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Beam and Beam Vs

Published on January 2017 | Categories: Documents | Downloads: 7 | Comments: 0



Beam and Beam vs. Yatco
FACTS: On or before April 26, 1937, the Collector of Internal Revenue declared
and assessed items of property of A. W. Beam and Lydia McKee Beam at the time
of the death of the latter on October 18, 1934 at P8, 100,544.91. One-half
thereof, appraised at P4, 050,272.46, was the estate to the deceased Lydia McKee
Beam located in the Philippines and transmitted to plaintiffs by virtue of
inheritance, devise, or bequest, gifts mortis causa or advance in anticipation of
inheritance and the collector assessed and demanded inheritance taxes
aggregating P343, 698.72 which the plaintiffs paid under protest that was
overruled by the collector. Plaintiffs filed a complaint praying that the amount paid
by them be refunded, but the lower court dismissed the complaint.
ISSUE: Whether or not the lower court erred in finding that appellant became a
resident and citizen of California in 1923.
RULING: NO. The finding of the lower court is fully supported by the testimonies of A. W.
Beam and John W. Haussermann, wherein the first stated that in 1923 he bought a house
in Oakland, California, and used it as a residence until December, 1930, when he built
another in Piedmont, California, which he has used and occupied as a residence since then,
and his children were in school in California and Mrs. Beam wanted to be with them and
made a home for them, and it was his intention to live in California and from 1923 on, his
family spent most of their time in California, where he himself used to take long vacations,
and that he never really intended to live permanently in the Philippines, while Haussermann
testified that A. W. Beam left the Philippines somewhere along 1923 and 1924 when he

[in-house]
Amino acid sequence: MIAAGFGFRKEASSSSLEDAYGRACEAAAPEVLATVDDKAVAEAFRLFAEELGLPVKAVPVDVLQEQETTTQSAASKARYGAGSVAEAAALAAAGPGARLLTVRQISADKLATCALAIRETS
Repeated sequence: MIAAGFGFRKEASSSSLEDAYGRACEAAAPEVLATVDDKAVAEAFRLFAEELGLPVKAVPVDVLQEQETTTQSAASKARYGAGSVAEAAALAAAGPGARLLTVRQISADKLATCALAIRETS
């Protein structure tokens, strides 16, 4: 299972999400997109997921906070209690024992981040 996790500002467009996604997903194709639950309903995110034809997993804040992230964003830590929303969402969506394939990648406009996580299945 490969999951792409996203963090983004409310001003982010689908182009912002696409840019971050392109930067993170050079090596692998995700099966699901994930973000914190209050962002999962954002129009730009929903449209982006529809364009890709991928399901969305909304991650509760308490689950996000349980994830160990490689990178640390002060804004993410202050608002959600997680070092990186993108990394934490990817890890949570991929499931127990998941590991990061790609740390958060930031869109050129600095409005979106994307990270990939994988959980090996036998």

established a home for his wife and children on Kenmore Avenue, Oakland, and he went
there frequently. Also, because the burden of proof is on the plaintiffs to establish their
right to recover, in view of the fact that they had failed to establish that right based on
their alleged Utah citizenship to invoke the laws of the state which, it is alleged, to the
effect that properties acquired by the spouses during marriage belong to them
separately, the dismissal of the complaint is fully justified, and the defendant is entitled
to take advantage of the plaintiff's failure to present sufficient proof and of the evidence
adduced by themselves. Where plaintiffs themselves show a state of facts upon which
they should not recover, whether defendant pleaded such fact as a defense or not, their
claim should be dismissed. Evidence introduced without objection becomes property of the
case and all the parties are amenable to any favorable or unfavorable effects resulting
from the evidence .As correctly stated by Yatco, even granting appellant's contention that
the deceased became a resident of California only in 1934, she was a citizen of that state
at the time of her death and her national law applicable to the case, in accordance with

article 10 of the Civil Code, is the law of California which, in the absence of contrary
evidence, is to be presumed to be the same as the Philippine law.

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